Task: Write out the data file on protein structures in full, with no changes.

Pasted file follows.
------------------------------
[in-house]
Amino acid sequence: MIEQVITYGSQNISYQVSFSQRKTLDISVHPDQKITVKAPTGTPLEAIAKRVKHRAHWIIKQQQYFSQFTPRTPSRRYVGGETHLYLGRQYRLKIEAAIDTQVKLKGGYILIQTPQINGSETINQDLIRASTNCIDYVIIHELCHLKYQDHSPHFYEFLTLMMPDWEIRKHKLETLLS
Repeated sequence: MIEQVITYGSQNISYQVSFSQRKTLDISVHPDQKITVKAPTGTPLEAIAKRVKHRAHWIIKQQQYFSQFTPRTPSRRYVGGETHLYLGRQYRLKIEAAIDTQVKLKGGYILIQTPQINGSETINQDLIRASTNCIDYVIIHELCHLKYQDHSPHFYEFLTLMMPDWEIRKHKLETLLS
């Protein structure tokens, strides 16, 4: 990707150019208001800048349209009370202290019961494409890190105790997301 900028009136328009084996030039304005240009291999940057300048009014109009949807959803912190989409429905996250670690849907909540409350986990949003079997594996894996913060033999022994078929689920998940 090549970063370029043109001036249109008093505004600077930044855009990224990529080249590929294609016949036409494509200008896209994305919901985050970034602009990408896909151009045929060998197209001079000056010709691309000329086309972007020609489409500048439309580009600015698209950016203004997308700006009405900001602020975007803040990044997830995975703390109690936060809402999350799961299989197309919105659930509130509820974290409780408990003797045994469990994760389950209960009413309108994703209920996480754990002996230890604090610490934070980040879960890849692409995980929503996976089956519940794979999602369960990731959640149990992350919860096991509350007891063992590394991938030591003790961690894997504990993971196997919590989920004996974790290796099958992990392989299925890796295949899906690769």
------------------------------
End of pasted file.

[in-house]
Amino acid sequence: MIEQVITYGSQNISYQVSFSQRKTLDISVHPDQKITVKAPTGTPLEAIAKRVKHRAHWIIKQQQYFSQFTPRTPSRRYVGGETHLYLGRQYRLKIEAAIDTQVKLKGGYILIQTPQINGSETINQDLIRASTNCIDYVIIHELCHLKYQDHSPHFYEFLTLMMPDWEIRKHKLETLLS
Repeated sequence: MIEQVITYGSQNISYQVSFSQRKTLDISVHPDQKITVKAPTGTPLEAIAKRVKHRAHWIIKQQQYFSQFTPRTPSRRYVGGETHLYLGRQYRLKIEAAIDTQVKLKGGYILIQTPQINGSETINQDLIRASTNCIDYVIIHELCHLKYQDHSPHFYEFLTLMMPDWEIRKHKLETLLS
């Protein structure tokens, strides 16, 4: 990707150019208001800048349209009370202290019961494409890190105790997301 900028009136328009084996030039304005240009291999940057300048009014109009949807959803912190989409429905996250670690849907909540409350986990949003079997594996894996913060033999022994078929689920998940 090549970063370029043109001036249109008093505004600077930044855009990224990529080249590929294609016949036409494509200008896209994305919901985050970034602009990408896909151009045929060998197209001079000056010709691309000329086309972007020609489409500048439309580009600015698209950016203004997308700006009405900001602020975007803040990044997830995975703390109690936060809402999350799961299989197309919105659930509130509820974290409780408990003797045994469990994760389950209960009413309108994703209920996480754990002996230890604090610490934070980040879960890849692409995980929503996976089956519940794979999602369960990731959640149990992350919860096991509350007891063992590394991938030591003790961690894997504990993971196997919590989920004996974790290796099958992990392989299925890796295949899906690769």